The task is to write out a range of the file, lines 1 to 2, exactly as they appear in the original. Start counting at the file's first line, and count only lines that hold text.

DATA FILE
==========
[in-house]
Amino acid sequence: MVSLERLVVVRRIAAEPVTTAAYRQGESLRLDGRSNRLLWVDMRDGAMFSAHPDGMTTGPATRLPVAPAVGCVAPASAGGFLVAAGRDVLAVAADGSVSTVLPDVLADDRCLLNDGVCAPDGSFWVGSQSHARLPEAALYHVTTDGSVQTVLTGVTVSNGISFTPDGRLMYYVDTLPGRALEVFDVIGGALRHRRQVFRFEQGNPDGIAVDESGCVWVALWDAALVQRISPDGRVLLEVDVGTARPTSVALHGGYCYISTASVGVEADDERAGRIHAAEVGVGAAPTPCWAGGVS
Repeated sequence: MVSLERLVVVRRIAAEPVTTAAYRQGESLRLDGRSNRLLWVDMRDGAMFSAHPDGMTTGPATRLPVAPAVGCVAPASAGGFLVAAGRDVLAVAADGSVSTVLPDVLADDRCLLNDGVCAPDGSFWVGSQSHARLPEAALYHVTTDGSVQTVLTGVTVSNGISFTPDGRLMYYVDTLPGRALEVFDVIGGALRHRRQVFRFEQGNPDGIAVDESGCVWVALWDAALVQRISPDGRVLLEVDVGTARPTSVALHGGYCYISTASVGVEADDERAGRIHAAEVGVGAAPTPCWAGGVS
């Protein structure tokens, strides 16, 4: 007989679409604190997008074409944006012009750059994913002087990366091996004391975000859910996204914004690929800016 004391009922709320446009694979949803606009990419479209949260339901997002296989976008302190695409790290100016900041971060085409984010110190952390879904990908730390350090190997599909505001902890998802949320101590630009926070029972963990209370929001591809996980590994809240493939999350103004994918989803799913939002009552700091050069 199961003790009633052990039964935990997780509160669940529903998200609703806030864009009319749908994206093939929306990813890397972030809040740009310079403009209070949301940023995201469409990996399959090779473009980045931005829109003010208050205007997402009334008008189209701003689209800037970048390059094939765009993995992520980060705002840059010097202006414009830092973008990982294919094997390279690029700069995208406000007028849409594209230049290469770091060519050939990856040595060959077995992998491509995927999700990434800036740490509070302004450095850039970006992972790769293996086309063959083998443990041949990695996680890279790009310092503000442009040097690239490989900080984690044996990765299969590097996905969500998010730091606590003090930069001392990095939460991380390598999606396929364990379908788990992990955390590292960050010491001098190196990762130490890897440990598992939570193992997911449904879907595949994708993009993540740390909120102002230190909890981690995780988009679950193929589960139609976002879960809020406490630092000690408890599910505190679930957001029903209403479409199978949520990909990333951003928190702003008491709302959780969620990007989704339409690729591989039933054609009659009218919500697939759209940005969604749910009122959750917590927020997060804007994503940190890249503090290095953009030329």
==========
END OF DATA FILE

[in-house]
Amino acid sequence: MVSLERLVVVRRIAAEPVTTAAYRQGESLRLDGRSNRLLWVDMRDGAMFSAHPDGMTTGPATRLPVAPAVGCVAPASAGGFLVAAGRDVLAVAADGSVSTVLPDVLADDRCLLNDGVCAPDGSFWVGSQSHARLPEAALYHVTTDGSVQTVLTGVTVSNGISFTPDGRLMYYVDTLPGRALEVFDVIGGALRHRRQVFRFEQGNPDGIAVDESGCVWVALWDAALVQRISPDGRVLLEVDVGTARPTSVALHGGYCYISTASVGVEADDERAGRIHAAEVGVGAAPTPCWAGGVS